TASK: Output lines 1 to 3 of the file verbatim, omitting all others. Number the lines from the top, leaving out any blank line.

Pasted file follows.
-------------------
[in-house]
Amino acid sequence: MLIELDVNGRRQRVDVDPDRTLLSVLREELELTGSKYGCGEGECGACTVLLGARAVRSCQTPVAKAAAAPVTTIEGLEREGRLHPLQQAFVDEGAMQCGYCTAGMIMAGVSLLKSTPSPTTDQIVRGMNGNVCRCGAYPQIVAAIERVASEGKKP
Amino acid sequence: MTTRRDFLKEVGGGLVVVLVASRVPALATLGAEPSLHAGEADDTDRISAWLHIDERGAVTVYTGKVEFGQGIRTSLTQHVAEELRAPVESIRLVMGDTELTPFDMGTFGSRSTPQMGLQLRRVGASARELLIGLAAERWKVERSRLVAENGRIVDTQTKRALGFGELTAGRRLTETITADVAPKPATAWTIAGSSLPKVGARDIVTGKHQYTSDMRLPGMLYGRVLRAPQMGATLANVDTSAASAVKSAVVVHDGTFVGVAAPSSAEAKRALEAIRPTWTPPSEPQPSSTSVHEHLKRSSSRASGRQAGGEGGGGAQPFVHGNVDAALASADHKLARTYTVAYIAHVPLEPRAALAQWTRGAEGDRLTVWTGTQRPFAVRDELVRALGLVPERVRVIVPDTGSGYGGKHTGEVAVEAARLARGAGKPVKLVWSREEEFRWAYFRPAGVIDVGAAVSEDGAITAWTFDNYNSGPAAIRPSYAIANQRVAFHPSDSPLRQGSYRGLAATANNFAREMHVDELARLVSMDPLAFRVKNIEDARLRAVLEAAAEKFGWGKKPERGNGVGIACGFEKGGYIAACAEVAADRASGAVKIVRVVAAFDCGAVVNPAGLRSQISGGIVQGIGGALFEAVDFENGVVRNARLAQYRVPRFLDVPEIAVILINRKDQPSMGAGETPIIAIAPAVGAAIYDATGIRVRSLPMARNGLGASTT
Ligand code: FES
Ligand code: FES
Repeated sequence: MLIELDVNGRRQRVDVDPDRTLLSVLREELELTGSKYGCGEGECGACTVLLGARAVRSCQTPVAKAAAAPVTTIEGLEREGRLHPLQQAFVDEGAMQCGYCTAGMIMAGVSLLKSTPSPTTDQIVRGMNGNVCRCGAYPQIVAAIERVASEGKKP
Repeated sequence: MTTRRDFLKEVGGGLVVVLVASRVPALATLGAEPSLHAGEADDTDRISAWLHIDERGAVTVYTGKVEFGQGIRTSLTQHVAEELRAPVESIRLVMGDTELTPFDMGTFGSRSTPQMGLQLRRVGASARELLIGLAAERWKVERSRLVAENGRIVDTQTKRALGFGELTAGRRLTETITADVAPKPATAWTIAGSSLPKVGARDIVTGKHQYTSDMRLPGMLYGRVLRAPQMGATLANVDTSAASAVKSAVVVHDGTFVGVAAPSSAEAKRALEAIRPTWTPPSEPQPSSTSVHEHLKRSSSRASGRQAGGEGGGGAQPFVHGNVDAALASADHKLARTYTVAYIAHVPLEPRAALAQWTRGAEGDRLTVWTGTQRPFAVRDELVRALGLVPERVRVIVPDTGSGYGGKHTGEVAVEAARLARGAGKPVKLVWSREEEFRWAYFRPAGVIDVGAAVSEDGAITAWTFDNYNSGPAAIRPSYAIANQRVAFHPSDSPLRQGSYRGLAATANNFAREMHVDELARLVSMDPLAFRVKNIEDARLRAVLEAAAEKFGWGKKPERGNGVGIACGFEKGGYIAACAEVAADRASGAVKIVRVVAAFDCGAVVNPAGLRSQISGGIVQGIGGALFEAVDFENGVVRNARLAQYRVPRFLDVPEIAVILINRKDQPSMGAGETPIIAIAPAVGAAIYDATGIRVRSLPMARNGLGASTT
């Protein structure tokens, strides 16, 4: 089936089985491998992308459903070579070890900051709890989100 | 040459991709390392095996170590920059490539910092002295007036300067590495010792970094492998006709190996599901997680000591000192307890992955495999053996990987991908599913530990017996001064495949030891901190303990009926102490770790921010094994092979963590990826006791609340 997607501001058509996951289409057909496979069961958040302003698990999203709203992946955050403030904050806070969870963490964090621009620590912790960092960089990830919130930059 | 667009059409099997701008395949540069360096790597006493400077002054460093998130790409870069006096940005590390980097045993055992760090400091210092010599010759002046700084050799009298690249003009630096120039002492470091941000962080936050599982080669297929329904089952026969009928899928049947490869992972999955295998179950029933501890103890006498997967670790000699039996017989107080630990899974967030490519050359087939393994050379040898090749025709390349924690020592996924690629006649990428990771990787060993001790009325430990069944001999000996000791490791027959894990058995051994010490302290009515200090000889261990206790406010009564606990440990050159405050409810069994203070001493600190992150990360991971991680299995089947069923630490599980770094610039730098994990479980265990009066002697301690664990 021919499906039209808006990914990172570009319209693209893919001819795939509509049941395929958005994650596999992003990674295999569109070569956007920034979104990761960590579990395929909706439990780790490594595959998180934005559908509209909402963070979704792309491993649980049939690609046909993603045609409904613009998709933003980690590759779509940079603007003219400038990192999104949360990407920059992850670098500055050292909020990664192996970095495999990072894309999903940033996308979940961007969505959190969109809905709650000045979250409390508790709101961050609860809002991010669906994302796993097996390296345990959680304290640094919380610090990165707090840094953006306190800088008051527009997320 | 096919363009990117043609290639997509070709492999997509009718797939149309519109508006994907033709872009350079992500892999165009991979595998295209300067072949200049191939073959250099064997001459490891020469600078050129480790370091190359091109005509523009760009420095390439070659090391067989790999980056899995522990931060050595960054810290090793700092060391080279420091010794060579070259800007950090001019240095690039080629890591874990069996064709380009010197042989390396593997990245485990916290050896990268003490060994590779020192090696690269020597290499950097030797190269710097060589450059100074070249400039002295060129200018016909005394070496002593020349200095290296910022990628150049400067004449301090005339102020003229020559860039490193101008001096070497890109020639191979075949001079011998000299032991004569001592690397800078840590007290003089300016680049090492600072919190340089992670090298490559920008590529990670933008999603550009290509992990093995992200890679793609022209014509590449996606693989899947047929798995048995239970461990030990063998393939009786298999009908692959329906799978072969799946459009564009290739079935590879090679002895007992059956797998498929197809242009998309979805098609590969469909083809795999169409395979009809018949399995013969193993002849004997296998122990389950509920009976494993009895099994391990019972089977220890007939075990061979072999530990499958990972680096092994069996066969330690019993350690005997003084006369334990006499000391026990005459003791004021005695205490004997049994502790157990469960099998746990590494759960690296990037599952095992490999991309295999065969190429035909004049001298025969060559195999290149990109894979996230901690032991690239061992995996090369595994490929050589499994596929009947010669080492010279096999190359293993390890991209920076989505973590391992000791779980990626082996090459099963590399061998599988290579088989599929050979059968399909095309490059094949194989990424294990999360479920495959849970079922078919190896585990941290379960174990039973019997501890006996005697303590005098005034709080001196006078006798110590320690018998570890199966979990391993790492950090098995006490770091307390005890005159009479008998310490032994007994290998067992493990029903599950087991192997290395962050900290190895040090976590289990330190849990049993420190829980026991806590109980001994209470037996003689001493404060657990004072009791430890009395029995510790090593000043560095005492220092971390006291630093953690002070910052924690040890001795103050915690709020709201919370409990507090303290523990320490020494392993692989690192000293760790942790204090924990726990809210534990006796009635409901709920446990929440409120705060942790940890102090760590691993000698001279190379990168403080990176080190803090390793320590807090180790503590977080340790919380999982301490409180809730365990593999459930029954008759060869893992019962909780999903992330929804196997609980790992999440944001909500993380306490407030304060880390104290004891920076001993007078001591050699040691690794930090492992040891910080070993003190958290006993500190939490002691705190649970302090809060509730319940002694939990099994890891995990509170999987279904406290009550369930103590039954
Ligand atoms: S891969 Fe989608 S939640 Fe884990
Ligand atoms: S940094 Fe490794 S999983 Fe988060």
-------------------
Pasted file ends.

[in-house]
Amino acid sequence: MLIELDVNGRRQRVDVDPDRTLLSVLREELELTGSKYGCGEGECGACTVLLGARAVRSCQTPVAKAAAAPVTTIEGLEREGRLHPLQQAFVDEGAMQCGYCTAGMIMAGVSLLKSTPSPTTDQIVRGMNGNVCRCGAYPQIVAAIERVASEGKKP
Amino acid sequence: MTTRRDFLKEVGGGLVVVLVASRVPALATLGAEPSLHAGEADDTDRISAWLHIDERGAVTVYTGKVEFGQGIRTSLTQHVAEELRAPVESIRLVMGDTELTPFDMGTFGSRSTPQMGLQLRRVGASARELLIGLAAERWKVERSRLVAENGRIVDTQTKRALGFGELTAGRRLTETITADVAPKPATAWTIAGSSLPKVGARDIVTGKHQYTSDMRLPGMLYGRVLRAPQMGATLANVDTSAASAVKSAVVVHDGTFVGVAAPSSAEAKRALEAIRPTWTPPSEPQPSSTSVHEHLKRSSSRASGRQAGGEGGGGAQPFVHGNVDAALASADHKLARTYTVAYIAHVPLEPRAALAQWTRGAEGDRLTVWTGTQRPFAVRDELVRALGLVPERVRVIVPDTGSGYGGKHTGEVAVEAARLARGAGKPVKLVWSREEEFRWAYFRPAGVIDVGAAVSEDGAITAWTFDNYNSGPAAIRPSYAIANQRVAFHPSDSPLRQGSYRGLAATANNFAREMHVDELARLVSMDPLAFRVKNIEDARLRAVLEAAAEKFGWGKKPERGNGVGIACGFEKGGYIAACAEVAADRASGAVKIVRVVAAFDCGAVVNPAGLRSQISGGIVQGIGGALFEAVDFENGVVRNARLAQYRVPRFLDVPEIAVILINRKDQPSMGAGETPIIAIAPAVGAAIYDATGIRVRSLPMARNGLGASTT